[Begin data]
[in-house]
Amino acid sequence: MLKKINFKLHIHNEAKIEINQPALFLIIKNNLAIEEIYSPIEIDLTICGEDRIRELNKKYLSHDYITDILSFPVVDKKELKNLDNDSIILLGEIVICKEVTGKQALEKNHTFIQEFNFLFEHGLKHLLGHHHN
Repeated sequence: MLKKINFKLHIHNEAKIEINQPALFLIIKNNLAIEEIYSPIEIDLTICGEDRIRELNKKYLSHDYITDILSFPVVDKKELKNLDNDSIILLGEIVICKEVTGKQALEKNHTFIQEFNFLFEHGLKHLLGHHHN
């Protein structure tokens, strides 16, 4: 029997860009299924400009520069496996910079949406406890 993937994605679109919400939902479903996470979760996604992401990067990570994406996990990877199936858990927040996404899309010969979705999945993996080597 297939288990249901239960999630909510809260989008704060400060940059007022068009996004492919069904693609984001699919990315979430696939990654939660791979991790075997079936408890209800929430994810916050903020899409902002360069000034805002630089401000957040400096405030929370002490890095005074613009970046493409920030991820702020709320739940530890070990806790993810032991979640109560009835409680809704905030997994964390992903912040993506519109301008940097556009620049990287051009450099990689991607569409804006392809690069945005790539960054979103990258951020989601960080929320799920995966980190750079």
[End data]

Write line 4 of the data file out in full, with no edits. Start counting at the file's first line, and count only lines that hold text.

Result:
């Protein structure tokens, strides 16, 4: 029997860009299924400009520069496996910079949406406890 993937994605679109919400939902479903996470979760996604992401990067990570994406996990990877199936858990927040996404899309010969979705999945993996080597 297939288990249901239960999630909510809260989008704060400060940059007022068009996004492919069904693609984001699919990315979430696939990654939660791979991790075997079936408890209800929430994810916050903020899409902002360069000034805002630089401000957040400096405030929370002490890095005074613009970046493409920030991820702020709320739940530890070990806790993810032991979640109560009835409680809704905030997994964390992903912040993506519109301008940097556009620049990287051009450099990689991607569409804006392809690069945005790539960054979103990258951020989601960080929320799920995966980190750079």